All bread will eventually develop mould, but nutrient-rich wheat bread nourishes the fungi more than refined breads and so will get mouldy faster. Storing breads at cool temperatures will discourage the growth of heat-loving moulds.
The most common types of moulds that appear on breads are Rhizopus, a black, fuzzy fungus known as "bread mould," and Penicillum, which is greenish blue.
Most moulds grow best at 80F; even in cold weather, an often-used kitchen may be at that temperature. Refrigerating or freezing bread will retard the growth of mould.
Because wheat bread contains more nutrients than refined breads, it is more attractive to mould. Therefore, whole grain breads need to be stored at a lower temperature than white breads to stave off mould growth for the same amount of time.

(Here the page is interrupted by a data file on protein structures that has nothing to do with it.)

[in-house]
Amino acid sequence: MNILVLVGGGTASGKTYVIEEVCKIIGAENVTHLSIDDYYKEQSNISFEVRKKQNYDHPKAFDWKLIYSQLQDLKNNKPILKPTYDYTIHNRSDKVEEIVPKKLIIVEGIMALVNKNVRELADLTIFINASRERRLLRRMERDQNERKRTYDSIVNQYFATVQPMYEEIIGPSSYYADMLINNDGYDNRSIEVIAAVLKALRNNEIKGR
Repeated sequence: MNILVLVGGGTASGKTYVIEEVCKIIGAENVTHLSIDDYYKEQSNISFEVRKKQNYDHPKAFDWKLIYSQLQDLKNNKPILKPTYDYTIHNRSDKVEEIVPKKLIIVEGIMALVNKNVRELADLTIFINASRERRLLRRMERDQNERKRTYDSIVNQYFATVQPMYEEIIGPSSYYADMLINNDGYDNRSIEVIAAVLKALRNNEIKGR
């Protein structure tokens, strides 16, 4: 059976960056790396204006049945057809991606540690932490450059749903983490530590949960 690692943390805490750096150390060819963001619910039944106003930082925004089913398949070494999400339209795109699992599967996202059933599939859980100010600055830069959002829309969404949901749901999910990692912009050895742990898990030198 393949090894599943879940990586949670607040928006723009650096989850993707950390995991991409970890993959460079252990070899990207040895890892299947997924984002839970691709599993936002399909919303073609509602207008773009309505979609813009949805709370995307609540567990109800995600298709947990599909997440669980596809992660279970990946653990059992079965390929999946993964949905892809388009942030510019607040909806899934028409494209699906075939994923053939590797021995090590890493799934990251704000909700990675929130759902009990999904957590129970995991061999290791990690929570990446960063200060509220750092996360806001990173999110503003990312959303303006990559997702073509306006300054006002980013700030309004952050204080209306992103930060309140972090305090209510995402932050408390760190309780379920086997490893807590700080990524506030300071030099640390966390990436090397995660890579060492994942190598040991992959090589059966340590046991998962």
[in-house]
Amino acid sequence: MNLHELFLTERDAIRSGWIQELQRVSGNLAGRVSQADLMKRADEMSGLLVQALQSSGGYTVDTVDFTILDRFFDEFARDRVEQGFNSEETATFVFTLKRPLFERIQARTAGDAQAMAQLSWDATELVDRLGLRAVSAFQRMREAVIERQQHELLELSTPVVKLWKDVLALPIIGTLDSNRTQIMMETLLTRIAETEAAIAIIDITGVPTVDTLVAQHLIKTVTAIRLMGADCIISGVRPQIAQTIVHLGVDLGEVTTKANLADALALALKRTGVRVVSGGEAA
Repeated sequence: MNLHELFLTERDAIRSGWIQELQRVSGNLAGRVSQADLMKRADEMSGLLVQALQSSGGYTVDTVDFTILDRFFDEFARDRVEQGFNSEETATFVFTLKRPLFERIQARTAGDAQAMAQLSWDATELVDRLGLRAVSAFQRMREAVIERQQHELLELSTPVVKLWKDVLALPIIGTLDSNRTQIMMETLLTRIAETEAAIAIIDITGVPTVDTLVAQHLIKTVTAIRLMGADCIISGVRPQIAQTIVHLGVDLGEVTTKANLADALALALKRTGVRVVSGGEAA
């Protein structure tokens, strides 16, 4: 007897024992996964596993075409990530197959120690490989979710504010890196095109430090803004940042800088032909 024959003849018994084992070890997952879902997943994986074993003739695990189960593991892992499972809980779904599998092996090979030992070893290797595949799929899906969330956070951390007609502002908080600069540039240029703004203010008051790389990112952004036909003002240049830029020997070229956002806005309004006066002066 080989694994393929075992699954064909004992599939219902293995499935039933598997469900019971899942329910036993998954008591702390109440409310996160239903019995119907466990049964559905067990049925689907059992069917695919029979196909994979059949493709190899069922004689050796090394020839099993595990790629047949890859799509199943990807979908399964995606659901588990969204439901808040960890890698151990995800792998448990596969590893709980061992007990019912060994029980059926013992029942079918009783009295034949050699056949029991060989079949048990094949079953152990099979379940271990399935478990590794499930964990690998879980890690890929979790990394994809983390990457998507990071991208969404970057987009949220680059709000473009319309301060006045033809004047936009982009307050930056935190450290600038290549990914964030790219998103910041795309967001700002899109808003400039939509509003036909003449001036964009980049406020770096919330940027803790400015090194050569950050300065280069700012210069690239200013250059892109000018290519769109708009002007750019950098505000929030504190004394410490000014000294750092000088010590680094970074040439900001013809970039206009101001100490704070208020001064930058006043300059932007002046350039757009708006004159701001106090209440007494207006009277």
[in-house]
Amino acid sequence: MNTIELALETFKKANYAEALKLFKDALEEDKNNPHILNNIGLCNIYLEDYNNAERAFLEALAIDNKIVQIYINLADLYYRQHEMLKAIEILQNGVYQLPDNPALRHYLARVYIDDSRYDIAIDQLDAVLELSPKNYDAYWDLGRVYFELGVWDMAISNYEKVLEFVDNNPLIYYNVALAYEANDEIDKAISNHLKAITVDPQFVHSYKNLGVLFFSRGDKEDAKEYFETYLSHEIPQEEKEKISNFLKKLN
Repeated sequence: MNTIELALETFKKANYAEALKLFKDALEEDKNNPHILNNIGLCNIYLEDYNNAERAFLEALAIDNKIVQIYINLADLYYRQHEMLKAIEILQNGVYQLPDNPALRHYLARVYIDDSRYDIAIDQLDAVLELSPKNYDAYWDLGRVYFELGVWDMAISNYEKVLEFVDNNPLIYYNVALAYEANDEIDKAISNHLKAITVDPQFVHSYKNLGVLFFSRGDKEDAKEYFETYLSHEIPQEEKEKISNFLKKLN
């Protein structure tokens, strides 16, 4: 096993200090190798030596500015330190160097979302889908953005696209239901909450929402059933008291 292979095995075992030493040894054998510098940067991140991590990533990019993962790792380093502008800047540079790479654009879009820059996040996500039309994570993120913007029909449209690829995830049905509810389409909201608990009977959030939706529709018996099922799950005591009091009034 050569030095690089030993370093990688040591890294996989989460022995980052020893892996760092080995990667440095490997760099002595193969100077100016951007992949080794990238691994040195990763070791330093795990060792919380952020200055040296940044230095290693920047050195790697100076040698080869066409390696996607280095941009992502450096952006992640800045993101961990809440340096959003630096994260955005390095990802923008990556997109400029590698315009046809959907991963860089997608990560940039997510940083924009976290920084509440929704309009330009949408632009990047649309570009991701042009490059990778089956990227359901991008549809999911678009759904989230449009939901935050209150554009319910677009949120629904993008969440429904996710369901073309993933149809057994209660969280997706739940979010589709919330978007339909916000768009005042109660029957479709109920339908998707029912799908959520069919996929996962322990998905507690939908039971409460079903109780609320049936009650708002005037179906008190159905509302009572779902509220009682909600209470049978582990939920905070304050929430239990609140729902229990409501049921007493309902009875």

Commercial vs. Homemade
Most commercial breads contain preservatives and mould retardants; most homemade breads do not. Your homemade loaf may therefore become mouldy at a lower temperature than that you buy in the store.
Molds need moisture as well as heat to thrive, so bread that is tightly sealed, as in a sealable plastic bag, will remain mould-free longer than those simply left in a bread box.
Most bread moulds are harmless in small amounts, so accidentally eating some likely won't hurt you. Some moulds, though, are toxic, so when you see your bread is mouldy, throw it out.
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